Purpose: Pheochromocytomas (PCCs) exhibit malignant potential, but current histological modalities for the proper detection of aggressive behavior are debated. The two most widespread algorithms are the "Pheochromocytoma of the Adrenal Gland Scaled Score" (PASS) and the "Grading System for Adrenal Pheochromocytoma and Paraganglioma" (GAPP), both which mostly rely on histological parameters to identify PCC patients at risk of disseminated disease. Since the algorithms are derived from studies using predominantly sporadic PCCs, little is known whether the PASS or GAPP scores can predict malignant potential in hereditary cases.
Methods: PASS and GAPP were applied on 41 PCCs; 13 PCCs were diagnosed in ten multiple endocrine neoplasia type 2A (MEN 2A) patients carrying established germline RET proto-oncogene mutations, as well as 28 assumed sporadic PCCs.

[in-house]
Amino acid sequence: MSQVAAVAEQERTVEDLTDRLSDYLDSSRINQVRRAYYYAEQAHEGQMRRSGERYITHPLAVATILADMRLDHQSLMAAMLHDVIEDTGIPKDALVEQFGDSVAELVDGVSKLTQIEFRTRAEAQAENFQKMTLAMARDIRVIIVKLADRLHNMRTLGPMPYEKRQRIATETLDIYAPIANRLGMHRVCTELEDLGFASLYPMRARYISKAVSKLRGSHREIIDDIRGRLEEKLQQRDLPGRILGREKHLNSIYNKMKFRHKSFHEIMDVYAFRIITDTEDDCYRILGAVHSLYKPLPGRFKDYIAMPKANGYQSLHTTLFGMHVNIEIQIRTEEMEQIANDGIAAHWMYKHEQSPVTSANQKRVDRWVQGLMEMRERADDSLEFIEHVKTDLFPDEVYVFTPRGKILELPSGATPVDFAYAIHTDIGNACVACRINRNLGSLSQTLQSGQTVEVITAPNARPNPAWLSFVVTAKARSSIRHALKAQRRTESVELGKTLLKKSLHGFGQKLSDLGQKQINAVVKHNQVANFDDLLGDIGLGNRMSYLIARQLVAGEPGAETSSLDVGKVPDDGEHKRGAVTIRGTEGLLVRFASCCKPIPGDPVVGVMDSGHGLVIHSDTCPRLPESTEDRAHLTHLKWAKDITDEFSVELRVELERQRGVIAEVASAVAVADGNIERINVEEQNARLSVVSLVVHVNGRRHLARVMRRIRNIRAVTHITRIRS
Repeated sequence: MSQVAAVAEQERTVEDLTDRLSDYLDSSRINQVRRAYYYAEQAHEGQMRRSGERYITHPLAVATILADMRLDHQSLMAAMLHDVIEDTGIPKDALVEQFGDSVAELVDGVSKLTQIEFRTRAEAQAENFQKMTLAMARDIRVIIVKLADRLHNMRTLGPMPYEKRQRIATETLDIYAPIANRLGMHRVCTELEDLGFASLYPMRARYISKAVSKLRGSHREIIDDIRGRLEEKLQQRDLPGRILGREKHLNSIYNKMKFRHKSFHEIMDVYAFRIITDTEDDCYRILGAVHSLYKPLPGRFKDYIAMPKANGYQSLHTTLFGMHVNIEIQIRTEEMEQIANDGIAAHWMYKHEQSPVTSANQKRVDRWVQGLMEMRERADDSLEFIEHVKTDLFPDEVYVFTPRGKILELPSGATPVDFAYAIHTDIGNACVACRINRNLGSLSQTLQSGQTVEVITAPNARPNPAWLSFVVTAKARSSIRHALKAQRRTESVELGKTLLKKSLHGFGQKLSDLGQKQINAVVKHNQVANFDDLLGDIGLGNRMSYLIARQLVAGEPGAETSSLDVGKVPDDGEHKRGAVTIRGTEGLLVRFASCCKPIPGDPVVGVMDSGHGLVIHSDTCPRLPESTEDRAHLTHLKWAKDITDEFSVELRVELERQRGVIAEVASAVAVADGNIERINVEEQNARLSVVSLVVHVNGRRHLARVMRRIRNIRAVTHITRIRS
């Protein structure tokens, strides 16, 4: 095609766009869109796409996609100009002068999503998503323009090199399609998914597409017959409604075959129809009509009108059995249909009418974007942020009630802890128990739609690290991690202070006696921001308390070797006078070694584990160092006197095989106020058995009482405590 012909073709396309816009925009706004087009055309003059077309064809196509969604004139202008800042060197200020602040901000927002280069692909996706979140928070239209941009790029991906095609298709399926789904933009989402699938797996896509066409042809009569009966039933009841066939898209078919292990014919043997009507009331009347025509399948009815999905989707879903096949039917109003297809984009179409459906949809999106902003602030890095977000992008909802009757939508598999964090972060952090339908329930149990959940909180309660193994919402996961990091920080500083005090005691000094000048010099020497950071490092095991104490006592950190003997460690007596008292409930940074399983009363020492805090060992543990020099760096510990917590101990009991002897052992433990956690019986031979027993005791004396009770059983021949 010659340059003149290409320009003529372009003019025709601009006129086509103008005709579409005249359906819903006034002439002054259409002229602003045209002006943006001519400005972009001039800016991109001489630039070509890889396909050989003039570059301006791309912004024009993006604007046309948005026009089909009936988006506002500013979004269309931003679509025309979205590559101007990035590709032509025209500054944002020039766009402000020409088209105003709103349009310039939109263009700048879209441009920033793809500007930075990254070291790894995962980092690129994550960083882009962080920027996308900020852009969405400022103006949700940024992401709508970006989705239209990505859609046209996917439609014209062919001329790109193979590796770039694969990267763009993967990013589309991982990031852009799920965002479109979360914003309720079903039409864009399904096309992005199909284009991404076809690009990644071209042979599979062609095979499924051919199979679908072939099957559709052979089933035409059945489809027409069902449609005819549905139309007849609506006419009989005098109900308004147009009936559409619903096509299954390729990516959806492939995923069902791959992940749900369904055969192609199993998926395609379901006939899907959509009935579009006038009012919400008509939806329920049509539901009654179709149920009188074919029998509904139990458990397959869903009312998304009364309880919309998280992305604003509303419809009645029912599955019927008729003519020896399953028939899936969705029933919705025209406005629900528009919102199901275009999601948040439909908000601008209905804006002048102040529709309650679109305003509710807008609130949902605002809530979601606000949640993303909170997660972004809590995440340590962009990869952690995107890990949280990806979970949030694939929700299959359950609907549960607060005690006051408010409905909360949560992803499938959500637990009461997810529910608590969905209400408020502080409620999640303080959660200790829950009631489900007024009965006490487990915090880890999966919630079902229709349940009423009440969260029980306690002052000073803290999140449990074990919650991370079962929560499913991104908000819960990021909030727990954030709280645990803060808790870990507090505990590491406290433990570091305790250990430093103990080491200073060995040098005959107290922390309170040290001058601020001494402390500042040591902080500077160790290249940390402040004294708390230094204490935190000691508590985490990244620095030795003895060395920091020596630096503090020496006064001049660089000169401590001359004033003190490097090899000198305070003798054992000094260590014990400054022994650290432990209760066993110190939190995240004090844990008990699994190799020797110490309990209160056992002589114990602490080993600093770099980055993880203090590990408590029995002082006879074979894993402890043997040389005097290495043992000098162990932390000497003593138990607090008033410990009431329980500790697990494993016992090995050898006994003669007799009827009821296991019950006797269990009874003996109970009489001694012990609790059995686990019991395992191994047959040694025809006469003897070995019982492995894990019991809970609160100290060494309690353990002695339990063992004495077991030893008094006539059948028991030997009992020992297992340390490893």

Results: Six out of thirteen MEN 2A tumors (46%) exhibited PASS scores ≥ 4, indicative of a potential for aggressive behavior. In addition, 7/13 tumors (54%) exhibited GAPP scores ≥ 3, indicative of a "moderately differentiated type" with risk of future recurrence. All MEN 2A PCCs with an elevated PASS score also displayed an elevated GAPP score. In contrast, 4/28 (14%) sporadic PCCs demonstrated PASS scores ≥ 4, and 9/28 (32%) displayed GAPP scores ≥ 3. Follow-up found all cases in the study are free of metastatic or recurrent disease.
Conclusions: We conclude that the PASS and GAPP scoring systems might be suboptimal for determining true malignant potential in PCCs with constitutional RET mutations and advocate restrictive use of these scores in MEN 2A cases until the results are reproduced in larger numbers.
Keywords: GAPP; MEN 2A; Malignancy; PASS; Pheochromocytoma.